There are a handful of utility tokens that are actively being used in conjunction with a functioning product. The Basic Attention Token or BAT is a prime example of just that. In this article we’ll take a closer look at BAT and the associated Brave Browser discussing how they work and primary motivations behind the project.

What is the Brave Browser?

Brave is a browser that adds a blockchain twist to ad blocking, privacy, and revenue generation for creators. It’s no secret that ads and tracking have take over the internet. By doing so, we have an environment filled with click-bait, fake news, slow performance, low quality content, and compromised privacy. This has created a user revolt with many adopting ad blocking technologies. Publishers have responded by creating paywalls and restricting content access. An example is shown for Forbes’ magazine, which prevents you from accessing its articles if it detects an ad blocker. When you turn off ad blocking, you are met with a full page ad and even more ads once you finally get to the article. This isn’t only annoying, but it significantly slows performance.

Forbes restricting content access when an ad blocker is enabled on web.

The Brave browser seeks to fix this by eliminating embedded ads, pop-ups, and even whitelist requests. That said, the team behind Brave understands that publishers and creators need to make money, and that’s where the Basic Attention Token comes in.

What are Basic Attention Tokens (BATs)?

BAT is an ERC-20 token on the Ethereum blockchain that fuels the Brave ecosystem. In a nutshell, it’s the currency that users can contribute to creators in return for consuming their content. Once you have some BAT in your wallet (within the browser) you can choose which sites you’d like to contribute to and how much. The browser keeps track of your website or YouTube viewing and allocates BAT proportionally. Creators who have verified site ownership are eligible to receive BAT and you can select who to include in your payout as shown in the screenshot.

Brave Browser Dashboard
Brave Browser dashboard for Basic Attention Tokens

You may be surprised by how many websites are verified and participating in this blockchain ‘experiment’, but honestly, who would turn down free money? If you have your own website or YouTube channel you can participate by verifying ownership and setting up an Uphold account.

How Does Brave Compare?

Overall, the browser lives up to its mission of maintaining privacy and blocking ads. That said it is still a work in progress, especially with its BAT payment system. It is still a manual process and prone to bugs here and there. Even so, the browser is under active development and improving all the time.

As far browsers go, it seems to adhere to industry standards and has a small but growing number of extensions. This is where other browsers like Chrome or Firefox have a distinct advantage, but over time I expect many extensions to be ported.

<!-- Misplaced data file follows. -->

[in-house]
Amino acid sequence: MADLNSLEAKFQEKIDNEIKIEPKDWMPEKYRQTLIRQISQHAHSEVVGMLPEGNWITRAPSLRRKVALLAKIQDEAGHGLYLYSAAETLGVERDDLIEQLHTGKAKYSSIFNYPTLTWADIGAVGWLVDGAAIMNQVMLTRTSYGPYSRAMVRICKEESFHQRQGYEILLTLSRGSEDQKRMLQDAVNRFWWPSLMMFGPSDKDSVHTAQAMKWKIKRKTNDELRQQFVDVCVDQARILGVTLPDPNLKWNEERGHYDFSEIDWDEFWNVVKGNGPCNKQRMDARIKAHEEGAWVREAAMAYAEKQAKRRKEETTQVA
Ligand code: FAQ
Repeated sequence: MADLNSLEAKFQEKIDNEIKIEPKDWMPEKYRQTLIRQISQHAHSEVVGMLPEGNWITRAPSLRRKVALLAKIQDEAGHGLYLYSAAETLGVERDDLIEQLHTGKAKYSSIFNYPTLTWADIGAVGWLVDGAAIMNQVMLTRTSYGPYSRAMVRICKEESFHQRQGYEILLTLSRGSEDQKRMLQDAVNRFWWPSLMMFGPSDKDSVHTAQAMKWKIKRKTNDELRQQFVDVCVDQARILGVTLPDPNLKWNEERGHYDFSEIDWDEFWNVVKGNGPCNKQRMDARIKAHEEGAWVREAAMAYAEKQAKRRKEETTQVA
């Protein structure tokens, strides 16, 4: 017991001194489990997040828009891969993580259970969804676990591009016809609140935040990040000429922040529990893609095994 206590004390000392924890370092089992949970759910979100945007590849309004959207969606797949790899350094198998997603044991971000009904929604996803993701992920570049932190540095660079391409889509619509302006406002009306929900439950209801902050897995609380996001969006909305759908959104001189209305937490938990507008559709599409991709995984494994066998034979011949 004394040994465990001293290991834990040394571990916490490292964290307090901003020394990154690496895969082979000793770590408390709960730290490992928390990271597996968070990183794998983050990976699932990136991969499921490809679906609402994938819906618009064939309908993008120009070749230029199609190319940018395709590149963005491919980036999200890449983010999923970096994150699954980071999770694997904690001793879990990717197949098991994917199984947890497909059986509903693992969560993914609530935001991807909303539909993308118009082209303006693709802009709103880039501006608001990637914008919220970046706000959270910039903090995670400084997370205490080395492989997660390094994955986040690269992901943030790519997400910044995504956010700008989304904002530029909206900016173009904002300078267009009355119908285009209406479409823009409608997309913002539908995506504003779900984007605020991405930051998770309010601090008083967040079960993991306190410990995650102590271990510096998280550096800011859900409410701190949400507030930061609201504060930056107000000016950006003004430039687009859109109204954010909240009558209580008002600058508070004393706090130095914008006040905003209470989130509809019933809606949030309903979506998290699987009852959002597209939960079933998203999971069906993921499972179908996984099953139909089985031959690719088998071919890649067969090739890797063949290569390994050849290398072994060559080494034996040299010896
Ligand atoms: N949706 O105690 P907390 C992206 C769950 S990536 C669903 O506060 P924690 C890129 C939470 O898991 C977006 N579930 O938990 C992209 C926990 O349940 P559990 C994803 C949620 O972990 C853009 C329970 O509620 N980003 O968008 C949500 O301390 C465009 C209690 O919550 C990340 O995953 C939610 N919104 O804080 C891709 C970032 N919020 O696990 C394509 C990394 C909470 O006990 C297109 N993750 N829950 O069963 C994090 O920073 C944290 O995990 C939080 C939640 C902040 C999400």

A key feature that Brave touts is faster load times, which I can attest to. When compared to Chrome or Firefox load times are much faster, especially for sites with a lot of ads. Brave explains it in their own words in the following video.

Overall, it’s a good browser and I encourage you to give it a test drive. Right now I mainly use it as my “news” browser and it works quite well. If you’d like to support this site, you can give it a test run by downloading the browser here (referral).

What Could be Improved?

The BAT payment system is a bit buggy, possibly because it’s a manual process. In the future it’d be ideal to automate the process and make sure it can scale on the Ethereum blockchain. From a technical perspective, I’d be a bit worried about relying on a non-native chain to process transactions, especially if the user base becomes very large and creators demand more frequent payments.

Porting Firefox/Chrome extensions and encouraging developers to contribute to the Brave ecosystem would pay long-term dividends. Right now basic extensions are in place and porting shouldn’t be too much effort. It’s something worth taking seriously.

A feature that could be interesting is allowing websites to set their access fees. This could automatically be paid in BAT, providing immediate access and settlement. Right now payments to creators are strictly voluntary and publishers cannot set an access fee. In the future it’d be nice to be able to simply pay for a month’s access or a single article with BAT tokens. However, this would create a lot of micro-transactions, clogging the Ethereum network, and sending fees through the roof. Scaling anyone?

Should I invest in BAT?

BAT is a true utility token. It has a specific purpose confined to a particular ecosystem and industry. That said, it also functions as a currency within that ecosystem and can be traded for other digital currencies or assets. All that to say, that it does have value. The primary question is, how much? This is a perpetual and difficult question in the greater cryptospace and utility tokens in general. Since BAT is constrained to a particular vertical (digital advertising/publishing) it will likely be valued based on that sector. Granted, this is a very large sector with the likes of Google and Facebook generating $100B+ in ad revenue. Though we can’t, and don’t provide investment advice, it is worth monitoring Brave browser adoption and the velocity of the currency. In a follow-up article we will provide a more in-depth analysis that seeks to elicit the parameters that impact token value.

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